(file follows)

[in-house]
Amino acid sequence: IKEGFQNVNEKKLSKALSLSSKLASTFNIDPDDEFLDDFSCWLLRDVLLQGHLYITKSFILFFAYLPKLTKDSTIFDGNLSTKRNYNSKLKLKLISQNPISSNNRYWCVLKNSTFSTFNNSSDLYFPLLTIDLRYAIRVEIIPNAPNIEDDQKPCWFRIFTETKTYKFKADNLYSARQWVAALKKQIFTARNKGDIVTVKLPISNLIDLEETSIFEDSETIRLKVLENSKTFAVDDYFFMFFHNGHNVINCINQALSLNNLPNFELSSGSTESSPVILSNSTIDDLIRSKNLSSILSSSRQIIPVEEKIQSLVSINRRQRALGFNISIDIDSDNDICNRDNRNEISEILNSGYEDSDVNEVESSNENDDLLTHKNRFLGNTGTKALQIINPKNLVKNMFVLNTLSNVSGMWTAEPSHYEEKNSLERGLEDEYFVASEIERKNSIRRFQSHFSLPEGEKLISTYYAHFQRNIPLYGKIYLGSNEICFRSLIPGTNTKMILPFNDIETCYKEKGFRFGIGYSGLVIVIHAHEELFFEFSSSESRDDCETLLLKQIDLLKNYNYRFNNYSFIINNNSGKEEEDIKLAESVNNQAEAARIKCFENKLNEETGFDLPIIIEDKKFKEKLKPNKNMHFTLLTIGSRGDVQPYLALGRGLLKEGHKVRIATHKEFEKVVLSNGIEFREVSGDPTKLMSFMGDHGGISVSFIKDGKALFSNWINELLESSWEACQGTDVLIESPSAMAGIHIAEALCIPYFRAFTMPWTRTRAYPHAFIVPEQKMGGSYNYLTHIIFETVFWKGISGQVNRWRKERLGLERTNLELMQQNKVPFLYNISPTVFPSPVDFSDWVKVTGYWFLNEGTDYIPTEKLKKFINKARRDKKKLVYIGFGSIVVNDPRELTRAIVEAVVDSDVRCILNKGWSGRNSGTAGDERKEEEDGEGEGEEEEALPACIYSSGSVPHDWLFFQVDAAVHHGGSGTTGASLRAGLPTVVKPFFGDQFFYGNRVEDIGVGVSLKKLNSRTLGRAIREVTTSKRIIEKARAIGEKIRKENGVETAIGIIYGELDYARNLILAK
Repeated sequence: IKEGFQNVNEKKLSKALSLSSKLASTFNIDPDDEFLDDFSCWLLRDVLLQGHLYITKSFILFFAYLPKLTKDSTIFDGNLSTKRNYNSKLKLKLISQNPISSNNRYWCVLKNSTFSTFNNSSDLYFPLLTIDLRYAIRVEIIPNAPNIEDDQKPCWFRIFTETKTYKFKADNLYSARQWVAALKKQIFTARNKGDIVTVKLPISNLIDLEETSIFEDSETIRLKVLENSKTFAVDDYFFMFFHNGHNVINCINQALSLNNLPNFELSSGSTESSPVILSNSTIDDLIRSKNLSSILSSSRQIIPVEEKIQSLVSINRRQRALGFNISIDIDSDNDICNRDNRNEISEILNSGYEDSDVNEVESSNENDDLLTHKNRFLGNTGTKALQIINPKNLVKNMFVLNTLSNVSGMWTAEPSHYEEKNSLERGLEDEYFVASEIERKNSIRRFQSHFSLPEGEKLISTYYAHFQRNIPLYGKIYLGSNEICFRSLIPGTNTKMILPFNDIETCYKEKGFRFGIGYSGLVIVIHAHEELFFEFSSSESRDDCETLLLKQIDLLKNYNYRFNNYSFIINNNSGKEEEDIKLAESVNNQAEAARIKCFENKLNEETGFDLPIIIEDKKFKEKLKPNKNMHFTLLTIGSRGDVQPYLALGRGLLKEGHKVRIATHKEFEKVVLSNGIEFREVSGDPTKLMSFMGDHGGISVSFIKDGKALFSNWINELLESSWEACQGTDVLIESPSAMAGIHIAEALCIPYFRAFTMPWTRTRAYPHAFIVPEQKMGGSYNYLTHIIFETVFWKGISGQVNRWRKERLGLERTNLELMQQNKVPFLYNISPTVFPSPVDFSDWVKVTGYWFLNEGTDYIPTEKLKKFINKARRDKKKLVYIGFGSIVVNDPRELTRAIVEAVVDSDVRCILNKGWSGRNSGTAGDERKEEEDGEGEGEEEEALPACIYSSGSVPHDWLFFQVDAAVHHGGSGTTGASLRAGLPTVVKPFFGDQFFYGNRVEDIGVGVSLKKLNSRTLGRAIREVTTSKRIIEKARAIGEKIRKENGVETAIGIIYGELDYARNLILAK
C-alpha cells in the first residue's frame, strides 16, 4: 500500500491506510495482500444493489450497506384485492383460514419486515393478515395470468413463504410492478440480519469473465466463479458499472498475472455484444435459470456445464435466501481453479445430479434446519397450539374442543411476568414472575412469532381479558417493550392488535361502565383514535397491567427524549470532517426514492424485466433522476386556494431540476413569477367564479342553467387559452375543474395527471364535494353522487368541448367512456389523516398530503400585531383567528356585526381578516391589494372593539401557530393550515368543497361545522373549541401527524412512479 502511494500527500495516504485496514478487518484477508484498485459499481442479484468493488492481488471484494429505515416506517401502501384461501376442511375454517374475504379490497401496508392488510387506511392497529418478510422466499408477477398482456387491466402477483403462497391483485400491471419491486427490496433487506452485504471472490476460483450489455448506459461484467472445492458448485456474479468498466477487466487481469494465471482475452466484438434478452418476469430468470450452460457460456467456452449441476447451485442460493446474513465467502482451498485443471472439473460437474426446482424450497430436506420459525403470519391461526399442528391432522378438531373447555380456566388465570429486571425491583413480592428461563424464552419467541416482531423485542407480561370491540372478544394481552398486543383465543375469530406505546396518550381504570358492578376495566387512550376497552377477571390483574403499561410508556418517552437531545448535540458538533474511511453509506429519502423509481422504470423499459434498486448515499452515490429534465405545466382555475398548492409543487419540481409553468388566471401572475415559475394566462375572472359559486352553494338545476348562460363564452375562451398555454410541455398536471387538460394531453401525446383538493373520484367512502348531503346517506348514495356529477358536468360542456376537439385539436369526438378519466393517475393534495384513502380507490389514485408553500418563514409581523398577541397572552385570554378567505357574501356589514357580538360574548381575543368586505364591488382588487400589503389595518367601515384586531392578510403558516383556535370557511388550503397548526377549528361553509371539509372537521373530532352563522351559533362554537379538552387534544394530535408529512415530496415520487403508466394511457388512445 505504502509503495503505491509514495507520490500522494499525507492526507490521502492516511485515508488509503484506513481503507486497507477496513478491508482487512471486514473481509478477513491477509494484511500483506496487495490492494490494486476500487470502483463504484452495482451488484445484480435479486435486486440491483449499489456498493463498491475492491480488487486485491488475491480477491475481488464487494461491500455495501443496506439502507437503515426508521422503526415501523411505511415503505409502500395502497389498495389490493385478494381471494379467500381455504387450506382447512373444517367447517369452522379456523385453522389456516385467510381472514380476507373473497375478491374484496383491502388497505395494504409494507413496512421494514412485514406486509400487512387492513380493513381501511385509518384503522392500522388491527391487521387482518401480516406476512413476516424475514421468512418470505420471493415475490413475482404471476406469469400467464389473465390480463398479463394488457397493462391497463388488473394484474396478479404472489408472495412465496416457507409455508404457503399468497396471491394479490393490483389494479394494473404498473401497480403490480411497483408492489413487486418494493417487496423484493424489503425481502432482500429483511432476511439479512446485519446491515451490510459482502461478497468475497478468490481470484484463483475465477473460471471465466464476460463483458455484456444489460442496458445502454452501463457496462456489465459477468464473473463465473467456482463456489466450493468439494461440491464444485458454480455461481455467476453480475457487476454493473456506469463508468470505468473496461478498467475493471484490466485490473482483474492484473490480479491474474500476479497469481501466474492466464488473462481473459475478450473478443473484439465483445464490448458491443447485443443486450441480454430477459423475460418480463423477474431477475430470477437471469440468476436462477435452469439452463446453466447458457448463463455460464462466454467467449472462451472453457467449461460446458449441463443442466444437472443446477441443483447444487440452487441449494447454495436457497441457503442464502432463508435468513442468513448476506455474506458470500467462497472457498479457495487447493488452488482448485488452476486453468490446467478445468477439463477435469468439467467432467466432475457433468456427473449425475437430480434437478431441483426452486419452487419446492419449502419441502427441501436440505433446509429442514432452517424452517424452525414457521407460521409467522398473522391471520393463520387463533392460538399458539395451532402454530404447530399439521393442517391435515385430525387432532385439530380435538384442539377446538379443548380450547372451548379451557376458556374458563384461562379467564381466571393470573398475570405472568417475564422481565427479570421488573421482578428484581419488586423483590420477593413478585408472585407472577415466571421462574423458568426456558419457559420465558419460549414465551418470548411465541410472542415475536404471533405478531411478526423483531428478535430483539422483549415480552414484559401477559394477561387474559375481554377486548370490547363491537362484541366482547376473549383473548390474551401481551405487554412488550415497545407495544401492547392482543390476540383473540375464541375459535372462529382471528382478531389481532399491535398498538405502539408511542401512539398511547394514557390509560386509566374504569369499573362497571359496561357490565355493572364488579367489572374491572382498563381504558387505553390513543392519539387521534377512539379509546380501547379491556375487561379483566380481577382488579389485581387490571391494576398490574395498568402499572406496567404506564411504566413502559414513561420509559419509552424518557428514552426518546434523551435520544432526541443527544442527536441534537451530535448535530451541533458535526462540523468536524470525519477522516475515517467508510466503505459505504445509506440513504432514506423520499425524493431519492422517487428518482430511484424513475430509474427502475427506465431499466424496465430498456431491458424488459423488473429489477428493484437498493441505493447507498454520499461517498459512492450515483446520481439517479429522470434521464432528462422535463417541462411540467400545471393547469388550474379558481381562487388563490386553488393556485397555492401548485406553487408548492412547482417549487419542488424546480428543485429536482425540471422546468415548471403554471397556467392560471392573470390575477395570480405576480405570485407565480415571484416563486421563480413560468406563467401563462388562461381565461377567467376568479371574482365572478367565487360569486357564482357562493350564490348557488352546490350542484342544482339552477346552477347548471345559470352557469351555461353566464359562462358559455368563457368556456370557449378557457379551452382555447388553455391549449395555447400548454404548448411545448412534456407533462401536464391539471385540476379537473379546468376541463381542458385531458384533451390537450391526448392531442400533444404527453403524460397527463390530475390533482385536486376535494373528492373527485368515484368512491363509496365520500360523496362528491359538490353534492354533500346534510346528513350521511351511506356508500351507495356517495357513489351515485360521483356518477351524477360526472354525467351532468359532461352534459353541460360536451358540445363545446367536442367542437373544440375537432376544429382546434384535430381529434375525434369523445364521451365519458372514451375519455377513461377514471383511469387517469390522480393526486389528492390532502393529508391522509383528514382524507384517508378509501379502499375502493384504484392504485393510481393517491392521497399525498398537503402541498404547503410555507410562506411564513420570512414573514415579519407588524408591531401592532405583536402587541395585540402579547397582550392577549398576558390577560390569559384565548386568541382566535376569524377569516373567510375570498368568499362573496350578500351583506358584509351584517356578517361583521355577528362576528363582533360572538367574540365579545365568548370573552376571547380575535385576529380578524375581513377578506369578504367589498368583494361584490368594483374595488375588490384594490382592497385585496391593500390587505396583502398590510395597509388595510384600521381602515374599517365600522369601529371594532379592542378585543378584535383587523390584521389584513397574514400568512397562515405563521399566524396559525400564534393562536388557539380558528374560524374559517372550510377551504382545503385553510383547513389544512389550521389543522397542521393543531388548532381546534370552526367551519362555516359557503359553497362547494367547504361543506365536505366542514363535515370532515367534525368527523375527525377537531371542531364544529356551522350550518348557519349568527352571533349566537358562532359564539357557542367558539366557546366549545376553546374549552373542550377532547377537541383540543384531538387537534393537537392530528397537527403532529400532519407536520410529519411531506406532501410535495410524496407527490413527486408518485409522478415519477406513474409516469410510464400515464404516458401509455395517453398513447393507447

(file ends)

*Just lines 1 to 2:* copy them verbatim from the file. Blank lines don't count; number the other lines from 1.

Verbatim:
[in-house]
Amino acid sequence: IKEGFQNVNEKKLSKALSLSSKLASTFNIDPDDEFLDDFSCWLLRDVLLQGHLYITKSFILFFAYLPKLTKDSTIFDGNLSTKRNYNSKLKLKLISQNPISSNNRYWCVLKNSTFSTFNNSSDLYFPLLTIDLRYAIRVEIIPNAPNIEDDQKPCWFRIFTETKTYKFKADNLYSARQWVAALKKQIFTARNKGDIVTVKLPISNLIDLEETSIFEDSETIRLKVLENSKTFAVDDYFFMFFHNGHNVINCINQALSLNNLPNFELSSGSTESSPVILSNSTIDDLIRSKNLSSILSSSRQIIPVEEKIQSLVSINRRQRALGFNISIDIDSDNDICNRDNRNEISEILNSGYEDSDVNEVESSNENDDLLTHKNRFLGNTGTKALQIINPKNLVKNMFVLNTLSNVSGMWTAEPSHYEEKNSLERGLEDEYFVASEIERKNSIRRFQSHFSLPEGEKLISTYYAHFQRNIPLYGKIYLGSNEICFRSLIPGTNTKMILPFNDIETCYKEKGFRFGIGYSGLVIVIHAHEELFFEFSSSESRDDCETLLLKQIDLLKNYNYRFNNYSFIINNNSGKEEEDIKLAESVNNQAEAARIKCFENKLNEETGFDLPIIIEDKKFKEKLKPNKNMHFTLLTIGSRGDVQPYLALGRGLLKEGHKVRIATHKEFEKVVLSNGIEFREVSGDPTKLMSFMGDHGGISVSFIKDGKALFSNWINELLESSWEACQGTDVLIESPSAMAGIHIAEALCIPYFRAFTMPWTRTRAYPHAFIVPEQKMGGSYNYLTHIIFETVFWKGISGQVNRWRKERLGLERTNLELMQQNKVPFLYNISPTVFPSPVDFSDWVKVTGYWFLNEGTDYIPTEKLKKFINKARRDKKKLVYIGFGSIVVNDPRELTRAIVEAVVDSDVRCILNKGWSGRNSGTAGDERKEEEDGEGEGEEEEALPACIYSSGSVPHDWLFFQVDAAVHHGGSGTTGASLRAGLPTVVKPFFGDQFFYGNRVEDIGVGVSLKKLNSRTLGRAIREVTTSKRIIEKARAIGEKIRKENGVETAIGIIYGELDYARNLILAK